Academic journal article The Science Teacher

Human Foot Not Unique after All

Academic journal article The Science Teacher

Human Foot Not Unique after All

Article excerpt

Research at the University of Liverpool has shown that the mechanisms of the human foot are not as unique as originally thought and have much more in common with the flexible feet of other great apes.

Current understanding of the evolution of human walking is based on research from the 1930s, which proposes that human feet function very differently from those of other apes, due to the development of arches in the mid-foot region and its supposed rigidity on the outside edge of the foot.

In a study of more than 25,000 human steps made on a pressure-sensitive treadmill at the University's Gait Laboratory, scientists at Liverpool have shown that even though we abandoned life in the trees long ago, our feet have retained a surprising amount of flexibility, the type seen in the feet of orangutans and chimpanzees, which have remained largely tree-dwelling.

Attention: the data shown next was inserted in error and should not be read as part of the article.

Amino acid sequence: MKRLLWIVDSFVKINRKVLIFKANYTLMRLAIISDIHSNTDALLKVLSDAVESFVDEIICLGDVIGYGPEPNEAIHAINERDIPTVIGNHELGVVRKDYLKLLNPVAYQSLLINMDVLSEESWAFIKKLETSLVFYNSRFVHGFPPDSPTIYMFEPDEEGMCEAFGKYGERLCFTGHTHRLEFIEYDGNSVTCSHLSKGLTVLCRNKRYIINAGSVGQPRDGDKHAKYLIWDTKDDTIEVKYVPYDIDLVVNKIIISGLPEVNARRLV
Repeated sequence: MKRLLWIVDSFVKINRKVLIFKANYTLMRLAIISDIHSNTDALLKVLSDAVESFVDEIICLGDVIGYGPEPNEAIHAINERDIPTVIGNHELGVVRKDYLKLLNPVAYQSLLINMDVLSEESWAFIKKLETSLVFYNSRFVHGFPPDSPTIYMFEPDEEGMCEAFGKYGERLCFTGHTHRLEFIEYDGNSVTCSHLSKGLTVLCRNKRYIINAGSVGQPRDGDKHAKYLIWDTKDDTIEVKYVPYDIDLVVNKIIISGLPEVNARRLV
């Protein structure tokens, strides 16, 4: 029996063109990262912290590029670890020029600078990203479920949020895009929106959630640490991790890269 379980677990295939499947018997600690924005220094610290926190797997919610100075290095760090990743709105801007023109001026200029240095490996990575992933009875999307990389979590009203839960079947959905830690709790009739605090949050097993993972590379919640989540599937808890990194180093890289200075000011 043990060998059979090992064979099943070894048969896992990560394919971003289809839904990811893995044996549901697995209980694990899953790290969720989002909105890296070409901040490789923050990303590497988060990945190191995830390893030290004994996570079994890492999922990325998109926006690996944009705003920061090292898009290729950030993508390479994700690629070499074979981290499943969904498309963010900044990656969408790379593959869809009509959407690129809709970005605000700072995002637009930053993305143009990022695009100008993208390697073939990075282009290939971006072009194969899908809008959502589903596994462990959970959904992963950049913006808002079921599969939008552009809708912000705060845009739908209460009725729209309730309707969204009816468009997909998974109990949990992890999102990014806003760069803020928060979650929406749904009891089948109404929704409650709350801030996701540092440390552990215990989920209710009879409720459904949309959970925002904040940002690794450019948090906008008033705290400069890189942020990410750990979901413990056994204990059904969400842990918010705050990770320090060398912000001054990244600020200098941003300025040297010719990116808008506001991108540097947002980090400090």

"Our ancestors probably first developed flexibility in their feet when they were primarily tree-dwelling," says Karl Bates of the university's Institute of Ageing and Chronic Disease, "but as time passed, some new features evolved to enable us to move quickly on the ground. …

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